Tuesday, November 07, 2006
Dry Tortugas - a Gem not to be missed!
Dry Tortugas – a short history
1513 Spanish Explorer Ponce de Leon discovers and names the Tortugas (Spanish for Turtle)
1832 Naturalist John James Audubon observes bird and marine life in the Dry Tortugas
1846 U.S. Army Corps of Engineers begins construction of Fort Jefferson on Garden Key
16 million bricks were used in its construction
1861 Start of the Civil War; Union soldiers stationed at Fort Jefferson for first time
1865 Nearly 2,000 people (soldiers, prisoners and some civilians) are at Fort Jefferson
Dr. Samuel A. Mudd, the man who set the broken leg of Lincoln’s assassin, John Wilkes Booth, was the most famous prisoner. Mudd arrived in 1865 but was later exonerated and released in 1869
1898 USS Maine anchors before sailing to Cuba; Spanish-American War1935 Fort Jefferson National Monument established to protect the nesting colonies, marine life, and historic resources
We had two of the best sails ever! - going and coming back - it is a wonderful place - the history is incredible - seeing the Cuban Chugs and meeting the park rangers who volunteer and keep the place spotless...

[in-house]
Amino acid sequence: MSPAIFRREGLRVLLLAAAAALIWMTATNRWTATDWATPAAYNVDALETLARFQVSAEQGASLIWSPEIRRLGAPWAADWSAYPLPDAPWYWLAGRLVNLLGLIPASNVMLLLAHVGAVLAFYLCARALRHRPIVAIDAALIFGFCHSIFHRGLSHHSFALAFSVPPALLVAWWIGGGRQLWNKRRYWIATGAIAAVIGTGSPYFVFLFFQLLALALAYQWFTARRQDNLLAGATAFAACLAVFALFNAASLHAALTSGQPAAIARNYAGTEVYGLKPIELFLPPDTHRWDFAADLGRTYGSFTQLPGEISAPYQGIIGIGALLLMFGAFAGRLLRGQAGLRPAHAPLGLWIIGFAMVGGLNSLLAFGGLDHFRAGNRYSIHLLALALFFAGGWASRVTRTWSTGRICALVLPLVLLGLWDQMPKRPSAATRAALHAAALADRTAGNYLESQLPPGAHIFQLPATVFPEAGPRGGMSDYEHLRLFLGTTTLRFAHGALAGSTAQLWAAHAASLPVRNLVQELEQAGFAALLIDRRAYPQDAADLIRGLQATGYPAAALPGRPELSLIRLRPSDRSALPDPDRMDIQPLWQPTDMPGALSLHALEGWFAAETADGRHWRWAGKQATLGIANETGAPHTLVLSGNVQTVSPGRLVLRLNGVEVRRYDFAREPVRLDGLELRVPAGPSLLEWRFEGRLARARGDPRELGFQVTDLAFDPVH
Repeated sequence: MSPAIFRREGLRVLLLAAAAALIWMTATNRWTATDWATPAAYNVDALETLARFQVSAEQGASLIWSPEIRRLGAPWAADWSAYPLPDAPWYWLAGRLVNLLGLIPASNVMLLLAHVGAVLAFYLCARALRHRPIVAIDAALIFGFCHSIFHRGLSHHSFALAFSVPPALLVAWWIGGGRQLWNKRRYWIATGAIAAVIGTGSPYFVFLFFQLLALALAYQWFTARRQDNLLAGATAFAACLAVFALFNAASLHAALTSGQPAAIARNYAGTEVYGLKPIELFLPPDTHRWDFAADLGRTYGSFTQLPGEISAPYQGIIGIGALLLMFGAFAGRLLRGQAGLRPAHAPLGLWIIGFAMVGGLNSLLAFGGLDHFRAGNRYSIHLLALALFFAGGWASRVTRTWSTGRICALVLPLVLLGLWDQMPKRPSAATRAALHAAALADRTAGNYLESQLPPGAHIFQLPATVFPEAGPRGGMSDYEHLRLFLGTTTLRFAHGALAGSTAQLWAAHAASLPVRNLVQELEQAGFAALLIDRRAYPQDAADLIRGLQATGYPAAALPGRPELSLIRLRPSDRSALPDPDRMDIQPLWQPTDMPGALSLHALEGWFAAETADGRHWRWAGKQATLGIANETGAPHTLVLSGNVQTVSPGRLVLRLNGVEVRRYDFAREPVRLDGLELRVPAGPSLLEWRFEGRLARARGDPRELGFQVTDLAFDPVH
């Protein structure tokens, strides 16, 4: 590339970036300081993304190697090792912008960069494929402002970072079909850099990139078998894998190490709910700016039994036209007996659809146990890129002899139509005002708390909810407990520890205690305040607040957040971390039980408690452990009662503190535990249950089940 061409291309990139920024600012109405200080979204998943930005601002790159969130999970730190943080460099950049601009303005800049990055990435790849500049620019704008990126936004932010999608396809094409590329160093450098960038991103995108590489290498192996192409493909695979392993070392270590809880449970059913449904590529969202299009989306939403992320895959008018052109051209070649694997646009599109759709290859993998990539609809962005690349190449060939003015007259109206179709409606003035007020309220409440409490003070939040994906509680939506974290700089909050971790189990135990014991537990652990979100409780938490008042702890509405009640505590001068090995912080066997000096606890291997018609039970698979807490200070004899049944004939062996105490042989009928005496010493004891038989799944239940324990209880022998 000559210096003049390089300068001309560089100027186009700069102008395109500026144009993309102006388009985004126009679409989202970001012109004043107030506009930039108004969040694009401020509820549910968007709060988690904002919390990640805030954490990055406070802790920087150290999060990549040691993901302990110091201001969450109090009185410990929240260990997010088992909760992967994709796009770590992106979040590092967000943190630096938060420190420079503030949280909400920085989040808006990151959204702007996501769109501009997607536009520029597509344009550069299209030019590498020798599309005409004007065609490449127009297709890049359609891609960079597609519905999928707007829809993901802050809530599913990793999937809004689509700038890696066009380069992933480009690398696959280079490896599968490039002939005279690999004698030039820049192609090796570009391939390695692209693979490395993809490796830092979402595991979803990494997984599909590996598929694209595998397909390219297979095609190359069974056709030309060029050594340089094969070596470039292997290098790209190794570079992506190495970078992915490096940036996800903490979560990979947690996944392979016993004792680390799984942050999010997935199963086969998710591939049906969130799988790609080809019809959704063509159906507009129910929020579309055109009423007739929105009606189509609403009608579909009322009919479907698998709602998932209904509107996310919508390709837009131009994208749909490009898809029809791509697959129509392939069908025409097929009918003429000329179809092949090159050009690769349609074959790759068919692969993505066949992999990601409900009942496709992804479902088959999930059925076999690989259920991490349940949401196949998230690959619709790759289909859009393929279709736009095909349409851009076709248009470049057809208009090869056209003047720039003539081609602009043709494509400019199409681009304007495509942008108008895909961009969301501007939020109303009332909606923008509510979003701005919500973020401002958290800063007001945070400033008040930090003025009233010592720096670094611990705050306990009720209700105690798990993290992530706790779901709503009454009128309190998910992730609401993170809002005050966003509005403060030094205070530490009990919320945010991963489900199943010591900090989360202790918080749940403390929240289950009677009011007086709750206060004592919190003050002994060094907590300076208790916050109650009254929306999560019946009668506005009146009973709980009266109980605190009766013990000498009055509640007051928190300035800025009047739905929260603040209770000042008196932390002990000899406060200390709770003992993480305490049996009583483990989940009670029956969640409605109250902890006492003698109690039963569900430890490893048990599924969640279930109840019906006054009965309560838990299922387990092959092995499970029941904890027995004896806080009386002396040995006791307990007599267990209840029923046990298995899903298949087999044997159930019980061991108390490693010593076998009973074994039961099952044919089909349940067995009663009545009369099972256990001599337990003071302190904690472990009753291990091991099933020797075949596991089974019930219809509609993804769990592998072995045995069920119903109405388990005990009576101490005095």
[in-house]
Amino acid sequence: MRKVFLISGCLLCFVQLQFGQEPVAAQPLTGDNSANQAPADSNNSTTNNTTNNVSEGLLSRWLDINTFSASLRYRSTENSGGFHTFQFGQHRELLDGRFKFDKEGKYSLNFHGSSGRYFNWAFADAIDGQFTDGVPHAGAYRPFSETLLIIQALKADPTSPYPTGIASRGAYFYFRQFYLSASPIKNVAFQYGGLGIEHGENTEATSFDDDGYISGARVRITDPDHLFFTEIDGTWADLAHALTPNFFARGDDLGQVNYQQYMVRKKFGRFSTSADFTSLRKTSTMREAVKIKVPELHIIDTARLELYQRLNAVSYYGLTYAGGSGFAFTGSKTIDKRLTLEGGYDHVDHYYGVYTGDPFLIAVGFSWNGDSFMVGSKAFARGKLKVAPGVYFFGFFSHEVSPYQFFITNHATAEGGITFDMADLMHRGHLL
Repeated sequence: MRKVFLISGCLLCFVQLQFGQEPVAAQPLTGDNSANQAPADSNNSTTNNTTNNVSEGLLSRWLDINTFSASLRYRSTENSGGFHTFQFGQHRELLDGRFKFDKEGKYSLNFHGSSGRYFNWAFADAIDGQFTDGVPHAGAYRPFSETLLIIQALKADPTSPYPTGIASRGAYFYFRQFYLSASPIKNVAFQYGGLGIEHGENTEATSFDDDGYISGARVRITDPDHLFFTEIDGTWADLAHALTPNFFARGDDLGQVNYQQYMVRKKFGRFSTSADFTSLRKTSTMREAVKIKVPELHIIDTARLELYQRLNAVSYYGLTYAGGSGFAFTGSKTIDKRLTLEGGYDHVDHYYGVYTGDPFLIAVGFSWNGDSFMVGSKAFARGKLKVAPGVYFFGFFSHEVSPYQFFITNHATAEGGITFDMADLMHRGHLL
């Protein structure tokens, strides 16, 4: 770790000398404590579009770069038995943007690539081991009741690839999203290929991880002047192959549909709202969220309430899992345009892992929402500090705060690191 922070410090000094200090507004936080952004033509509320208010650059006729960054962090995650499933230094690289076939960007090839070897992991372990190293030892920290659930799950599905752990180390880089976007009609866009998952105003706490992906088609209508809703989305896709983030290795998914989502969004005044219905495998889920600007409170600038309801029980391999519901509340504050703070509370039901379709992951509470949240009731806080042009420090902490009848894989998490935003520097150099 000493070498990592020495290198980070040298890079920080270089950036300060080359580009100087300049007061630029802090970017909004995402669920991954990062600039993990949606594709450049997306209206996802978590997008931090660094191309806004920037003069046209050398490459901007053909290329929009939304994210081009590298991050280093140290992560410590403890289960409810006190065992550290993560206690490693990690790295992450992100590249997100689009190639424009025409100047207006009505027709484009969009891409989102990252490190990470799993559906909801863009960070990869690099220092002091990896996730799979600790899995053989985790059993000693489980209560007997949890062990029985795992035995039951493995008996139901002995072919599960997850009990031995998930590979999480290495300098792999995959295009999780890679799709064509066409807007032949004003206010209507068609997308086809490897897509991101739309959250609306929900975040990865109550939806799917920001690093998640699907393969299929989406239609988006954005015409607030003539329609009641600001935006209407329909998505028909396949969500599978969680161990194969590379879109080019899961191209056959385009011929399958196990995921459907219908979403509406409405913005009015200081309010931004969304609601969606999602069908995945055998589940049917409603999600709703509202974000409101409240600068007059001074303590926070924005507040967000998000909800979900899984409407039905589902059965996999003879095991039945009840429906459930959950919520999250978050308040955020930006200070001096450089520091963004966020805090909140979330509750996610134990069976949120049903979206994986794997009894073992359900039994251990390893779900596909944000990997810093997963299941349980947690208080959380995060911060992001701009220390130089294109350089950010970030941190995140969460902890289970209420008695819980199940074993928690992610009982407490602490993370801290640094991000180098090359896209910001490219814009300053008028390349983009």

....the anchorage is not the best for holding but then again...it makes for interesting times when you meet your new neighbours in the middle of the nite when you swear 'they' are moving forward and it is really you moving backward....and don't try rafting up....we witnessed a complete horsedance as our friends Ace and Suzy got dragged along with their buddyboatin friends rafted to each other and trying to minimize damage and keep out of the shallows.
...one interesting anecdote...because they are on constant watch for Cubans coming ashore (the dry land theory of immigration in the US) they are quite vigilent about keeping their eyes peeled for anything out of the ordinary. Kaija, Doc & the Capt decided to take a little dinghy ride out to a wee island some ways away and while the Admiral was hunted for shells and Doc was fishing, the Capt decided to get a wee bit of colour on his 'buns'....so after a couple of hours of relaxing we dinghied back to the anchorage only to be met by one of the park rangers who was fond of Doc and she exclaimed..."well you folks gave us quite a start today" I asked what she meant and she explained that when they saw us out on the small island they figured it was more Cubans coming ashore, but after checking us out 'thorougly' with their high powered cameras and binnoculars the head park ranger said "they ain't no cubans...not with big ol white buns like that".... ;o)